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Spam “Hailstorms” Deliver Variety of Threats

Spam campaigns have evolved from sending a low number of messages for long periods of time to sending a high volume of emails over a short time span, which improves delivery rates before protection mechanisms can be triggered, Cisco Talos researchers warn.

Spam campaigns have evolved from sending a low number of messages for long periods of time to sending a high volume of emails over a short time span, which improves delivery rates before protection mechanisms can be triggered, Cisco Talos researchers warn.

Called “hailstorm” spam, the new type of spam relies on the use of a large number of sender IP addresses from all around the world. While traditional campaigns, called snowshoe attacks, show a query rate of 35 queries per hour, the DNS query volume during hailstorm attacks spikes to over 75K queries per hour, researchers say.

snowshoe spam

hailstorm spam

Charts of DNS query volume patterns for traditional snowshoe spam (Top) vs. Hailstorm Spam (Bottom) [Image Credit: Cisco]

The analysis of recent campaigns has shown that hailstorm spam is being sent from all around the world, with the United States, Germany, Netherlands, the United Kingdom and Russia being the top five countries in terms of sent emails. What’s more, these attacks also involve domains registered at a wide array of Top Level Domains (TLDs), Cisco security researchers reveal.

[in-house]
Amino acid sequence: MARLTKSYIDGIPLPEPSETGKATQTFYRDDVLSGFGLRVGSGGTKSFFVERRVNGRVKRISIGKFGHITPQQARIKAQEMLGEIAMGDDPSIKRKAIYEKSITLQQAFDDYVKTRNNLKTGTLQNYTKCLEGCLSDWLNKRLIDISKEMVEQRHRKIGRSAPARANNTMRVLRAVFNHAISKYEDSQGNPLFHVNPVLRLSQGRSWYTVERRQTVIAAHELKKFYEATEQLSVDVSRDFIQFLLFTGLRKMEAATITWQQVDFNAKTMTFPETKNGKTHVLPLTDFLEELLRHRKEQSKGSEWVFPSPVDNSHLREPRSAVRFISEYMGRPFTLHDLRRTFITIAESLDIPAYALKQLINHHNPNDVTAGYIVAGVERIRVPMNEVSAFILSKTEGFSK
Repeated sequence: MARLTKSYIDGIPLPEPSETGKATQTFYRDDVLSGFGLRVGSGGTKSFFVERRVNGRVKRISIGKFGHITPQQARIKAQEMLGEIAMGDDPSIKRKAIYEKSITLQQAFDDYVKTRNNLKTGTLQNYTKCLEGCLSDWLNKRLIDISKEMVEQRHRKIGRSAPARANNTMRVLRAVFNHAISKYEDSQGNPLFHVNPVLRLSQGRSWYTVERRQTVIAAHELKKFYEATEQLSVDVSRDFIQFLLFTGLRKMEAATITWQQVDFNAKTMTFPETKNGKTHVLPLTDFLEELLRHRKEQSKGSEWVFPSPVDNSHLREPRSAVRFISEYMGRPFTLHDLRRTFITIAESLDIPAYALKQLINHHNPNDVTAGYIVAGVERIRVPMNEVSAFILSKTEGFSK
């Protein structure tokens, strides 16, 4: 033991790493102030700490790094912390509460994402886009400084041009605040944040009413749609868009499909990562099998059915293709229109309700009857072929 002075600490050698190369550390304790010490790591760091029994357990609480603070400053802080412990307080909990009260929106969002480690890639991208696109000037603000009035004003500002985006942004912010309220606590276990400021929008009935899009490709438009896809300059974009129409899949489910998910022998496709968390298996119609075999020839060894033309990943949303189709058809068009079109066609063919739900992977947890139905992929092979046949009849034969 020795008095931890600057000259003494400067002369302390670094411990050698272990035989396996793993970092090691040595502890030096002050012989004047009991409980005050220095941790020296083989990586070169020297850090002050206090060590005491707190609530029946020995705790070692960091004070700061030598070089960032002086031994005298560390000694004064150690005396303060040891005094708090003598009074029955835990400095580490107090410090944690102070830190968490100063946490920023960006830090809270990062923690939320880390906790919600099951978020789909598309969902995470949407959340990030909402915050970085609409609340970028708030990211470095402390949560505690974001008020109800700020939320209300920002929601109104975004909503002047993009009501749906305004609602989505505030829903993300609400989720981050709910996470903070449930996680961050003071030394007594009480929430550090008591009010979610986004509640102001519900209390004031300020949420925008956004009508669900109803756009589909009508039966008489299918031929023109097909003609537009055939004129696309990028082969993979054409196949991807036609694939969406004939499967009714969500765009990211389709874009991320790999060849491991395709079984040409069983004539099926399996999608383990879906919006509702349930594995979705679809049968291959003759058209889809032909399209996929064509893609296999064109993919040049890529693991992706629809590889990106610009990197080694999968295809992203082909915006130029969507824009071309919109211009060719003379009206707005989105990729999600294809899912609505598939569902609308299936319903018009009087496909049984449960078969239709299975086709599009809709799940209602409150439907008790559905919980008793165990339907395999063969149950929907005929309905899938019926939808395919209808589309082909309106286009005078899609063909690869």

The initial hailstorm spam campaigns were focused on advertising products such as home-surveillance systems, flashlights, dietary supplements, and other items, and different types of services, as well as on generating sponsored traffic. However, the new attack method was used for more damaging purposes than just generating traffic to affiliate pages, as malware and phishing entered scene.

The Necurs botnet, Cisco says, is using hailstorm tactics to spread malware. Cisco researchers observed a message supposedly coming as a response to a complaint filed with the United Kingdom’s Companies House, but which distributed the TrickBot banking Trojan via a malicious attachment.

While this hailstorm malware campaign shared similarities with other similar attacks, such as the delivery of the whole campaign in a very short burst, it also showed significant differences from typical hailstorm spam campaigns, researchers say. Messages were sent from a wider range of IPs, including some addresses that did not resolve to the domain used in the From header, and the messages were more in line with traditional spam and bot behavior.

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The security researchers also managed to tie hailstorm campaigns with bursts in DNS queries with an intensity of 9,000+ queries per hour at their peak(s). “The initial spike in a hailstorm campaign stems from mail server activity caused by an influx of emails. One way to understand the life cycle of a hailstorm campaign is to look at how many mail servers are targeted with a given domain,” the researchers explain.

By looking at the mail servers targeted by a sample of 475 hailstorm domains, Cisco also determined that servers in the United States are targeted the most compared to other countries. 

“As outlined in the examples, hailstorm comes in several flavors. We expect to see it evolve over time as anti-spam systems make it harder and harder for spammers to deliver their payload,” Cisco says.

Written By

Ionut Arghire is an international correspondent for SecurityWeek.

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